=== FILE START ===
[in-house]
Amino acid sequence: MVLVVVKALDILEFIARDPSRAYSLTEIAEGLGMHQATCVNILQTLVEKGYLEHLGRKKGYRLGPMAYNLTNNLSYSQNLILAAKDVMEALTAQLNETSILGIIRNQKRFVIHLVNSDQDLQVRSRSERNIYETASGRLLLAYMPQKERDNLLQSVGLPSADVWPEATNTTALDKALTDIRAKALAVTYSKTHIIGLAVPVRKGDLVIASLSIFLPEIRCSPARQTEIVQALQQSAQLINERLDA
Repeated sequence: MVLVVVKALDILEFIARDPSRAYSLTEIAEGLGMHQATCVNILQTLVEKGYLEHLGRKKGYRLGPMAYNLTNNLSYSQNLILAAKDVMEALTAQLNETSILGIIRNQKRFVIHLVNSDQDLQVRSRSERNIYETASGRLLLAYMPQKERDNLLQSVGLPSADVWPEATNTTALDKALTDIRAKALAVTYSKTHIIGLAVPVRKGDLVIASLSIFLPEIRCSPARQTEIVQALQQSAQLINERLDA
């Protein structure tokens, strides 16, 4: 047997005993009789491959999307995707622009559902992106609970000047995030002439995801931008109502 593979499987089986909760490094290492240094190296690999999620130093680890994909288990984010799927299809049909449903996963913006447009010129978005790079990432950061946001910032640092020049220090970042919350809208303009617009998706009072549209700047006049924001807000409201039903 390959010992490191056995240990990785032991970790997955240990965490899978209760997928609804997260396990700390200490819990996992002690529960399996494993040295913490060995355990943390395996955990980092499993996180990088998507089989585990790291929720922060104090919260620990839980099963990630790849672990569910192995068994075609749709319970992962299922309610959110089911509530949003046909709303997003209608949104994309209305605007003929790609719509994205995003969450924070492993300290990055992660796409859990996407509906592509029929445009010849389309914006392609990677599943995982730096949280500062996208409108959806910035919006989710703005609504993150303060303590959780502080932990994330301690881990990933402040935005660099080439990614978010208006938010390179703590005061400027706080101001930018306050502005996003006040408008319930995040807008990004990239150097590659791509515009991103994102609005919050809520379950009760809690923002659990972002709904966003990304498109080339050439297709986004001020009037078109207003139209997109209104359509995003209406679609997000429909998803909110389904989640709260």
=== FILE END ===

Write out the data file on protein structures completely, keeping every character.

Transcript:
[in-house]
Amino acid sequence: MVLVVVKALDILEFIARDPSRAYSLTEIAEGLGMHQATCVNILQTLVEKGYLEHLGRKKGYRLGPMAYNLTNNLSYSQNLILAAKDVMEALTAQLNETSILGIIRNQKRFVIHLVNSDQDLQVRSRSERNIYETASGRLLLAYMPQKERDNLLQSVGLPSADVWPEATNTTALDKALTDIRAKALAVTYSKTHIIGLAVPVRKGDLVIASLSIFLPEIRCSPARQTEIVQALQQSAQLINERLDA
Repeated sequence: MVLVVVKALDILEFIARDPSRAYSLTEIAEGLGMHQATCVNILQTLVEKGYLEHLGRKKGYRLGPMAYNLTNNLSYSQNLILAAKDVMEALTAQLNETSILGIIRNQKRFVIHLVNSDQDLQVRSRSERNIYETASGRLLLAYMPQKERDNLLQSVGLPSADVWPEATNTTALDKALTDIRAKALAVTYSKTHIIGLAVPVRKGDLVIASLSIFLPEIRCSPARQTEIVQALQQSAQLINERLDA
């Protein structure tokens, strides 16, 4: 047997005993009789491959999307995707622009559902992106609970000047995030002439995801931008109502 593979499987089986909760490094290492240094190296690999999620130093680890994909288990984010799927299809049909449903996963913006447009010129978005790079990432950061946001910032640092020049220090970042919350809208303009617009998706009072549209700047006049924001807000409201039903 390959010992490191056995240990990785032991970790997955240990965490899978209760997928609804997260396990700390200490819990996992002690529960399996494993040295913490060995355990943390395996955990980092499993996180990088998507089989585990790291929720922060104090919260620990839980099963990630790849672990569910192995068994075609749709319970992962299922309610959110089911509530949003046909709303997003209608949104994309209305605007003929790609719509994205995003969450924070492993300290990055992660796409859990996407509906592509029929445009010849389309914006392609990677599943995982730096949280500062996208409108959806910035919006989710703005609504993150303060303590959780502080932990994330301690881990990933402040935005660099080439990614978010208006938010390179703590005061400027706080101001930018306050502005996003006040408008319930995040807008990004990239150097590659791509515009991103994102609005919050809520379950009760809690923002659990972002709904966003990304498109080339050439297709986004001020009037078109207003139209997109209104359509995003209406679609997000429909998803909110389904989640709260």